There are other Bay Area nonprofits run completely by volunteers, giving their time and energy, changing the lives of young people. The Pegasus Project, Blue Water Foundation, Call of the Sea, as well as community programs in Alameda, Lake Tahoe, Berkeley and Marin all are striving to share the values that come with the power of sailing. And yet these programs are like a current running under the surface, the media surface, often not being recognized for the power they bring. These are the sailors who drive our maritime history and cultivate some of life’s riches values, even if they’re not all sailing fancy boats.

As my dear friend Cathy Steirhoff once said, ” You can have as much fun on a $2,000 boat as you can on a $100,000 boat. It all depends on who you’re sailing with.” That speaks of life, too, doesn’t it?

1017439_10151730349413524_1631735441_nIf America’s Cup returns to The Bay Area, I would love to see more unity between the big kids and our nonprofits. And,  though winning that big trophy might be one important objective, another one is unifying the people, empowering them, our community, to be a part of the story.

It would set a tone for the world, wouldn’t it?

 

 

 

 

 

 

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Wild Heartbeats – Keeping our Marine Mammals Free

Our boat bobbed on a sheet of grey silk fifty miles offshore of California in the Pacific Ocean. It’s a place where all that inconsequential noise of life is muted and pure quiet surrounds. We even whispered to one another the simple truths we were feeling that moment, being part of something bigger than ourselves.

P1010573Staring off into the distance, that expanse, I saw it emerge, unlike any gift I’ve ever received. An Orca breached, full body. The splash broke the silence. My heart beat wildly with excitement, like an epiphany, connecting with the power of being wild and free.

Last week I tell my friend, a well educated and successful mom friend, the story, and she tells me her own story about a great dolphin performance she took her kids to recently. I try to contain the rush of my heartbeat and words of admonishment that rise with it . . . how do you convince a friend that these performances with marine mammals are no better than cheap circus acts after you yourself had the privilege to experience the real deal?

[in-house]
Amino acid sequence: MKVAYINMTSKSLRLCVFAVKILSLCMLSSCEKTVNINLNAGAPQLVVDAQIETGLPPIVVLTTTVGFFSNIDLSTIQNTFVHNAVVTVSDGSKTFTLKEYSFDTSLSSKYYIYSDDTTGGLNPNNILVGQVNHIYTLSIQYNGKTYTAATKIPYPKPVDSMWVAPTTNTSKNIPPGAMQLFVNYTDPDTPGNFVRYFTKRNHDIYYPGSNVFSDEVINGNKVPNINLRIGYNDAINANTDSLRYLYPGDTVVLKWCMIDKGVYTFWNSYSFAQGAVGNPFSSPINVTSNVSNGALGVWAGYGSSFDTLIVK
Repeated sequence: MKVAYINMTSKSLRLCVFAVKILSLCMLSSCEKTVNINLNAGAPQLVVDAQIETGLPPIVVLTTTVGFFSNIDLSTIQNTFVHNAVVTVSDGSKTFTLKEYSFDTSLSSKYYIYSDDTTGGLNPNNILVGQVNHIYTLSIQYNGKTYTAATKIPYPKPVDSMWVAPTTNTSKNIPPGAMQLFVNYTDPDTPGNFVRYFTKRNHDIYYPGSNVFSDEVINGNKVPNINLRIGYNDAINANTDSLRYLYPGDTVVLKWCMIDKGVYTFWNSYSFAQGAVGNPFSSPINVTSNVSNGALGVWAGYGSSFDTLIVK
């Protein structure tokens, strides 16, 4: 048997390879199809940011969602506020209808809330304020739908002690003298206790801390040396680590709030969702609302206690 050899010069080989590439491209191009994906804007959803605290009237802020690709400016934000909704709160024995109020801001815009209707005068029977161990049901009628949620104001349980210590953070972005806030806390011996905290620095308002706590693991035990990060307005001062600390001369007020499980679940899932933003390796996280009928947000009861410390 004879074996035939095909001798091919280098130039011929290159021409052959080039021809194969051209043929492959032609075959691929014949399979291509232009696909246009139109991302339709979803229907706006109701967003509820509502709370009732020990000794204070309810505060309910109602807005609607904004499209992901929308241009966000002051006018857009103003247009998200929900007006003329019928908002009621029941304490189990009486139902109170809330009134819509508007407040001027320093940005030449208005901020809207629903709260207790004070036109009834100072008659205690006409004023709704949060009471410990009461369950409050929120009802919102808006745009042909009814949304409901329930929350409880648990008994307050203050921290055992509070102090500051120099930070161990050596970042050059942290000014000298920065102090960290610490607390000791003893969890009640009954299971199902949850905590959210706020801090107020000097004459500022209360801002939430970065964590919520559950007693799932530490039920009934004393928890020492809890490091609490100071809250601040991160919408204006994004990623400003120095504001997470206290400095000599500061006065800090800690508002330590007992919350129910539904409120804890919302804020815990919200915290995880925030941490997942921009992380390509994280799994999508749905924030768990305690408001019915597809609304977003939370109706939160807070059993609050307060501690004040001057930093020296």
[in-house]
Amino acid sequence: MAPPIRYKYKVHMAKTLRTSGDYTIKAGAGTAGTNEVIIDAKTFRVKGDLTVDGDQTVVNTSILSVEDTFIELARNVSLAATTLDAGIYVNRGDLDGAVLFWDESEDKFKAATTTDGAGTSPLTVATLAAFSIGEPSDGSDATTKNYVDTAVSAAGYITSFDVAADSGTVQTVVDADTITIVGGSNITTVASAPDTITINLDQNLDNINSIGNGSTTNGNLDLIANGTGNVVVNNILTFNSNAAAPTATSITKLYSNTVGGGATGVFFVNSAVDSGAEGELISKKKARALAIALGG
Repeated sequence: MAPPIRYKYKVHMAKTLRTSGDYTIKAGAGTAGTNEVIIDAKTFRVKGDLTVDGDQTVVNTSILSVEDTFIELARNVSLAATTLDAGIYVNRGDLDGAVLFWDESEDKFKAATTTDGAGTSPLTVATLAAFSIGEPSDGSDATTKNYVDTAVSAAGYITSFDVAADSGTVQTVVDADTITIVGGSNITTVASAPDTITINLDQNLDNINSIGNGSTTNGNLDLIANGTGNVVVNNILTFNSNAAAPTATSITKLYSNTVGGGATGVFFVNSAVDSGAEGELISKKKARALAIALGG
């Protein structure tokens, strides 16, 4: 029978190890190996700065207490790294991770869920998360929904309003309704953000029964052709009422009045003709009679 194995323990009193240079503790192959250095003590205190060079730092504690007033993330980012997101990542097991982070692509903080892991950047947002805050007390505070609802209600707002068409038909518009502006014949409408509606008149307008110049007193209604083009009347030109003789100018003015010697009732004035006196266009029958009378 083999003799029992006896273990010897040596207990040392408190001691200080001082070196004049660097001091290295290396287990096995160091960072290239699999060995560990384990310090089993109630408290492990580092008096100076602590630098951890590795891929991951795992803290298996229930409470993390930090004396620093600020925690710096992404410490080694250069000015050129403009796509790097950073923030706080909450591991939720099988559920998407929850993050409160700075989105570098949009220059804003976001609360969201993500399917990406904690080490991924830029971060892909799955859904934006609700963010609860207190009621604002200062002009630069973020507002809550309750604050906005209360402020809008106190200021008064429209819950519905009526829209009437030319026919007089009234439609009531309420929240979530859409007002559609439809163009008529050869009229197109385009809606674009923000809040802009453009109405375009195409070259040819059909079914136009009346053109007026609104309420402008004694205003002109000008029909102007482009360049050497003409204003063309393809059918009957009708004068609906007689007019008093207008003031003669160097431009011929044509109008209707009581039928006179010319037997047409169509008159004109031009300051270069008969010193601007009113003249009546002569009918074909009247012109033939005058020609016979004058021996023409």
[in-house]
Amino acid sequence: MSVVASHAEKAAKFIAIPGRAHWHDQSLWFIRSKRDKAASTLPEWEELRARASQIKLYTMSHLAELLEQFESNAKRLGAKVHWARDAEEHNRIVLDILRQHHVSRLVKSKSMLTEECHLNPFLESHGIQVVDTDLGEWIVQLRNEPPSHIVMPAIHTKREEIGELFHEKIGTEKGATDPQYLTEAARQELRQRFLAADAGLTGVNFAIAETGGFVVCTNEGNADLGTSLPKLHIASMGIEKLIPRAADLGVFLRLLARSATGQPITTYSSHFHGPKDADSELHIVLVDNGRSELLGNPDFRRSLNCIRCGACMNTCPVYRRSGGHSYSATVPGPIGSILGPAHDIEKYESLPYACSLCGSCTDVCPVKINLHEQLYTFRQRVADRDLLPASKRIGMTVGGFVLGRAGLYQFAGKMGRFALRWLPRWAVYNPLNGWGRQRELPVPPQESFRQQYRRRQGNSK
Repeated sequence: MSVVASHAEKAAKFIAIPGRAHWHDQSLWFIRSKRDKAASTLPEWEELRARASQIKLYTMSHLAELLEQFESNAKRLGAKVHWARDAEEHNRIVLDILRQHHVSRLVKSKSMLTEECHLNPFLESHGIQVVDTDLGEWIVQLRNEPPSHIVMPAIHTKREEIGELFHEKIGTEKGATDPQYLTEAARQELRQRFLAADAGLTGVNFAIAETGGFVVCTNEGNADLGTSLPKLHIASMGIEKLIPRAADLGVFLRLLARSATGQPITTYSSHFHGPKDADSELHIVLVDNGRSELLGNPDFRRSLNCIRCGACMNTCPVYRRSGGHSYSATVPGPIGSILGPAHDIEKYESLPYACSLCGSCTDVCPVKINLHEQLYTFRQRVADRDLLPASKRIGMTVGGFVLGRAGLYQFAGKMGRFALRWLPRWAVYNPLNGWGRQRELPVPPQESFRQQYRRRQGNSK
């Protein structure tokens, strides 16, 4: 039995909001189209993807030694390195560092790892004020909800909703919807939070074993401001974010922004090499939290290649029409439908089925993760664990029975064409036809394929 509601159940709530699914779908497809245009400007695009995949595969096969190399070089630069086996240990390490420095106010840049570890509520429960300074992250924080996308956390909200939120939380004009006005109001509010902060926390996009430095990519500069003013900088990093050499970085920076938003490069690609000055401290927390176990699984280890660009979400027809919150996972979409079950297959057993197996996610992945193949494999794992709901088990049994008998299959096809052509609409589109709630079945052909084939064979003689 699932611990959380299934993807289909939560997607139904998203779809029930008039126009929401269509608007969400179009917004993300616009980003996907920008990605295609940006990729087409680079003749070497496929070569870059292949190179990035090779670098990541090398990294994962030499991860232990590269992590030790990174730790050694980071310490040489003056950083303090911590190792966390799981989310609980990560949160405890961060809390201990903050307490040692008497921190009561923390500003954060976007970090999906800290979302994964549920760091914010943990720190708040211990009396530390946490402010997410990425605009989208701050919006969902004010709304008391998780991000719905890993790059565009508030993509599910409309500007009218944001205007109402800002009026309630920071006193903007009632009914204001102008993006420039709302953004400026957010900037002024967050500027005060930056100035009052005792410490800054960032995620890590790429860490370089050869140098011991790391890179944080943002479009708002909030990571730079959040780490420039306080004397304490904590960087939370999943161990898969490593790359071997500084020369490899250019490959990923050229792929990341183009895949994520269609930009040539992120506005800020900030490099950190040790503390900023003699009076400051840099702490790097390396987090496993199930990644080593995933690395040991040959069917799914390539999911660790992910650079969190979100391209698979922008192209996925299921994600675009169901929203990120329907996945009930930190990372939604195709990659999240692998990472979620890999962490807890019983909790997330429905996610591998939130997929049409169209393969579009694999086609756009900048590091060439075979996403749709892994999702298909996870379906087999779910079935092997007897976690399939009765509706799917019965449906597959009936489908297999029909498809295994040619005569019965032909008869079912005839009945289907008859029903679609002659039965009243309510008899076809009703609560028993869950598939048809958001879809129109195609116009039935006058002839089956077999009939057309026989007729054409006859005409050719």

DSCN9514My friend calls the shows educational. I try to share my view that if one wants education, then the Marine Mammal Center is the place to go, where injured animals are cared for and released. Or visit a tidepool where the wonders of the small creatures can be explored. Children will be excited and you can show them the delight of discovery – you are their teacher! Supporting marine parks, means supporting an industry where animals get ripped from the ocean, entire pods, at times, with their juveniles, to supply a world wide business enterprise of dolphinariums and marine parks. Some people are getting very rich.

She admitted that she had a hint of sadness seeing the dolphins in the small tank, but she excused it by explaining how much her children liked the show. That gave her satisfaction. I stopped talking. My friend grew uneasy and I did too, seeing that she was becoming defensive.

I’ve had a number of friends become defensive when I challenge them with the back story of dolphin hunts. We live just 40 miles away from a large Marine Park that has well marketed its latest circus act – quite literally, a sort of Cirque de Soleil style. You would think more thoughtful parents would be talking about the values of the back story, since the “family friendly” park relies mostly on family business. Could it be true we have become accustomed to buying what is available to us, the here and now, and we will do everything to ensure our children get it all without question? Or, this – have we been just as manipulated and trained by the entertainment industry as these trained marine mammals have been to perform? We’ve forgotten the value of what it means to be free, and we confine our children to this same level of expectation.

It’s no secret our system has been built on this idea that money buys freedom. It allows us to get what we want and when we want it. And, though we can argue that this is true to a degree (sure, it’s no fun being poor) have we forgotten what it’s like to be part of something bigger than ourselves? That’s something money can’t buy.

Maybe our heads are stuck in a fish tank, too.

You can read what Ric O’Barry is doing in Japan. He’s trying to get us all out of the tank.

 

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House Concerts – Giving Breath to Independent Music

By Barbara McVeigh -

In 1986 I was ordered to eliminate my most favorite music, which was suddenly deemed “unworthy,” from store shelves. I was in high school working at The Record Factory in Fremont, a music store which had long been part of the Bay Area scene. If you needed music to feed your soul, that  was the place to shop. It was my teenage sanctuary. We employees  fought over which LPs to play during store hours, and we dug deep into all the genres, world, jazz and classical.  We quietly eschewed the big names – Madonna or Bon Jovi. We coveted the secret treasures, musicians who were just emerging, not well known and had promise – Peter Case, Let’s Active and The Smithereens, were a few. Some albums were of local musicians playing at clubs, trying to gain a following. Other artists from Spain, England or Brazil offered exotic nourishment  - this was before the Internet age and imports were not very accessible.  I remember judging customers, deciding whether or not they were worthy to be in on our favorites. You had to show respect for the music.